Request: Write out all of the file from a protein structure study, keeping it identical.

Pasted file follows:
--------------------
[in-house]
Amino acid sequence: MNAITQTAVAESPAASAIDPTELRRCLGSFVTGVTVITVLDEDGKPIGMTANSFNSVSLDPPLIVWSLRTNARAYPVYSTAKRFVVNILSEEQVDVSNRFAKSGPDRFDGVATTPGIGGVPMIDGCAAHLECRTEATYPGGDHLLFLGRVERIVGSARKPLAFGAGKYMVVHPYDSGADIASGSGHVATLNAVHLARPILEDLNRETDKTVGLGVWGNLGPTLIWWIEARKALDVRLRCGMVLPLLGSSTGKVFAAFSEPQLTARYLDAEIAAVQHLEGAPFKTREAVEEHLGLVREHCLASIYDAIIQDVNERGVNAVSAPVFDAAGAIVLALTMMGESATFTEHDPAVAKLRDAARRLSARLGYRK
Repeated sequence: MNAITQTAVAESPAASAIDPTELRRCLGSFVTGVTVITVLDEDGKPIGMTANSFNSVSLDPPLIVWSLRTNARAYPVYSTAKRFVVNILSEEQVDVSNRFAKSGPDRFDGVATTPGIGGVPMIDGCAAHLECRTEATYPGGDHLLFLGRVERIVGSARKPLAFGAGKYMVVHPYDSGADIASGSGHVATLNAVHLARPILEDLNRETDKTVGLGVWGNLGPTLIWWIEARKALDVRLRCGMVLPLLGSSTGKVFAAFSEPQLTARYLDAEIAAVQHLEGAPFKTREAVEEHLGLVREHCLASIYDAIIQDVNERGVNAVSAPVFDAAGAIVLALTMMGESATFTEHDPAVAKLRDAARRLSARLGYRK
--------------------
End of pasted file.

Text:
[in-house]
Amino acid sequence: MNAITQTAVAESPAASAIDPTELRRCLGSFVTGVTVITVLDEDGKPIGMTANSFNSVSLDPPLIVWSLRTNARAYPVYSTAKRFVVNILSEEQVDVSNRFAKSGPDRFDGVATTPGIGGVPMIDGCAAHLECRTEATYPGGDHLLFLGRVERIVGSARKPLAFGAGKYMVVHPYDSGADIASGSGHVATLNAVHLARPILEDLNRETDKTVGLGVWGNLGPTLIWWIEARKALDVRLRCGMVLPLLGSSTGKVFAAFSEPQLTARYLDAEIAAVQHLEGAPFKTREAVEEHLGLVREHCLASIYDAIIQDVNERGVNAVSAPVFDAAGAIVLALTMMGESATFTEHDPAVAKLRDAARRLSARLGYRK
Repeated sequence: MNAITQTAVAESPAASAIDPTELRRCLGSFVTGVTVITVLDEDGKPIGMTANSFNSVSLDPPLIVWSLRTNARAYPVYSTAKRFVVNILSEEQVDVSNRFAKSGPDRFDGVATTPGIGGVPMIDGCAAHLECRTEATYPGGDHLLFLGRVERIVGSARKPLAFGAGKYMVVHPYDSGADIASGSGHVATLNAVHLARPILEDLNRETDKTVGLGVWGNLGPTLIWWIEARKALDVRLRCGMVLPLLGSSTGKVFAAFSEPQLTARYLDAEIAAVQHLEGAPFKTREAVEEHLGLVREHCLASIYDAIIQDVNERGVNAVSAPVFDAAGAIVLALTMMGESATFTEHDPAVAKLRDAARRLSARLGYRK